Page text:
The world’s fastest sailor – the only man who knows what it’s like to sail at an average of 65.45 knots – will be part of the 30th anniversary Audi Hamilton Island Race Week in August. Australia’s Paul Larsen smashed the existing world sailing speed record
The world’s fastest sailor – the only man who knows what it’s like to sail at an average of 65.45 knots – will be part of the 30th anniversary Audi Hamilton Island Race Week in August.
Australia’s Paul Larsen smashed the existing world sailing speed record over 500 metres by near 10 knots in November last year when he piloted his futuristic multihull, Vestas Sail Rocket, across Walvis Bay, in Namibia, at a speed which peaked at 68.33 knots. A few days later he raised the world record speed for one nautical mile to 55.32 knots.
Now, by returning to Audi Hamilton Island Race Week from England where he now lives, Larsen will be heading to the place where his thoughts of becoming the world’s fastest person under sail were germinated.
Larsen worked at Hamilton Island between 1996 and 1999 as a sailing activities manager on the resort’s Catseye Beach, and also for the island’s bareboat charter operator, Sunsail. He went to the island after learning to sail in country Victoria and going on to become the state champion in the Hobie Cat class.
‘I’ve always loved sailing fast. It was while I was in the Whitsundays that I read a book – The 40-Knot Sailboat – and that changed everything for me. The book was written by an American rocket scientist, Bernard Smith, who had some remarkable theories on high speed sailboat design which I could relate to. I knew there and then I had found my goal.
After ‘regrettably’ leaving Hamilton Island, Larsen went to Europe to gain experience in the international offshore multihull scene. He later based himself in England and started developing his theories on creating the world’s fastest sailboat. Soon after he teamed up with naval architect, Malcolm Barnsley, and together they expanded Smith’s theories, which were based on a premise that effectively eliminated the tendency to capsize.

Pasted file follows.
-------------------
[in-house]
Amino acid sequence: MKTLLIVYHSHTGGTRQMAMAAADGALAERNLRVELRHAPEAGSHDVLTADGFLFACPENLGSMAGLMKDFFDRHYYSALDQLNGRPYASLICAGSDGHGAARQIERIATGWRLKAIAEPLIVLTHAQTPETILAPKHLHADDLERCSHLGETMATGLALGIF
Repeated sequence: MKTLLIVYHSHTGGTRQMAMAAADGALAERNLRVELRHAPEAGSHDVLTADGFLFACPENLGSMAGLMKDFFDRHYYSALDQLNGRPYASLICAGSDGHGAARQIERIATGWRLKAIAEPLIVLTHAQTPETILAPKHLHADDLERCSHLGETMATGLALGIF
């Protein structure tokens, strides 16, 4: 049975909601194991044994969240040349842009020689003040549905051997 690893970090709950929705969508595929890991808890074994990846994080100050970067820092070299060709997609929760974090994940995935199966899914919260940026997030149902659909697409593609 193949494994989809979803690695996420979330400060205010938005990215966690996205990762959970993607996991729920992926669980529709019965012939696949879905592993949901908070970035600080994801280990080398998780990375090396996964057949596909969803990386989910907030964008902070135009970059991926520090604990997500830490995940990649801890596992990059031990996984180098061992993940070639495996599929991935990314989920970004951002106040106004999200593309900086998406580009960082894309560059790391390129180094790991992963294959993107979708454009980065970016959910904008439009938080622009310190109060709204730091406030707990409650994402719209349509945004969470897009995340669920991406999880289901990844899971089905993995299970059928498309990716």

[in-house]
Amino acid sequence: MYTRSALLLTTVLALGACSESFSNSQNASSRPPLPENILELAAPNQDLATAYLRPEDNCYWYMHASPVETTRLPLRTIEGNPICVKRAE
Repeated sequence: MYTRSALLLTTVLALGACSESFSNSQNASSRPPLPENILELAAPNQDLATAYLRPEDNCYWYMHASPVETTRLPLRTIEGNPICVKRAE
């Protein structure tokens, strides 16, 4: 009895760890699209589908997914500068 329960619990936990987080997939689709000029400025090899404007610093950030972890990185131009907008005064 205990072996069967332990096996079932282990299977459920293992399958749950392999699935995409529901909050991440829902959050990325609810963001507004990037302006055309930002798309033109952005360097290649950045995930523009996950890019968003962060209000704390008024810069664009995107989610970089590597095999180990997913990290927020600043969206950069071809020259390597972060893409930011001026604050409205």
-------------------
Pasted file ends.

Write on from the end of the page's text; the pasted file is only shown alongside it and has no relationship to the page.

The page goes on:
‘I can’t wait to get back to the island in August and experience Audi Hamilton Island Race Week,’ Larsen said from his home in Weymouth. ‘It will be like a special home-coming because Hamilton Island is where it all started for me. I’m really looking forward to seeing what’s changed. I’m told that the Oatley family has done a magnificent job developing the island into a world class destination.’
Larsen will be telling of his world speed sailing record experiences at a special Sailor’s Forum to be staged during Race Week. He is also planning to compete in some of the races during the week – and if he does he’s hoping the racing experience will be different from when he worked there.
‘My job back then was primarily to open beers on the downwind legs and keep the charterers happy,’ Larsen reminisced. ‘Even so, it was great fun. I always enjoyed it.’
Incredibly, little more than one month after establishing a new world sailing speed record, Larsen had gone from one extreme to the other. In January this year he was part of a small crew that sailed a replica of Ernest Shackleton’s tiny, 6.9 metre whale boat for the re-enactment of the great explorer’s remarkable 1916 rescue mission in the Southern Ocean. While Vestas Sail Rocket achieved more than 60 knots, this adventure saw Larsen travelling at an average speed of just three knots over the 800 nautical miles from Elephant Island, near Antarctica, to South Georgia Island.
Once back in England after attending this year’s Audi Hamilton Island Race Week, Larsen will continue to pursue his ‘form of madness’. He and Barnesly intend to refine Vestas Sail Rocket in the hope of making another record-breaking run on the same course in Namibia later this year.
‘I think we can get this existing boat to more than 70 knots, maybe even 80. After that we will continue with our plans to make this concept capable of achieving safe trans-ocean passages where average speeds of 50 knots will be achievable. I have no doubt this is the future in the sport. It’s a concept which has the potential to be applied to all forms of sailing as we know it.’
Entries for this year’s much-anticipated 30th anniversary edition of Audi Hamilton Island Race Week continue to be lodged at a record rate. The 50th entry to be registered was Geoff and Vicki Player’s impressive Beneteau Sense 50, Silver Minx, from Sydney.
Luxury carmaker, Audi, returns as the Title Sponsor of Hamilton Island Race Week in 2013. The German premium brand will host a range of special events on the island for yacht owners and guests to enjoy during the week.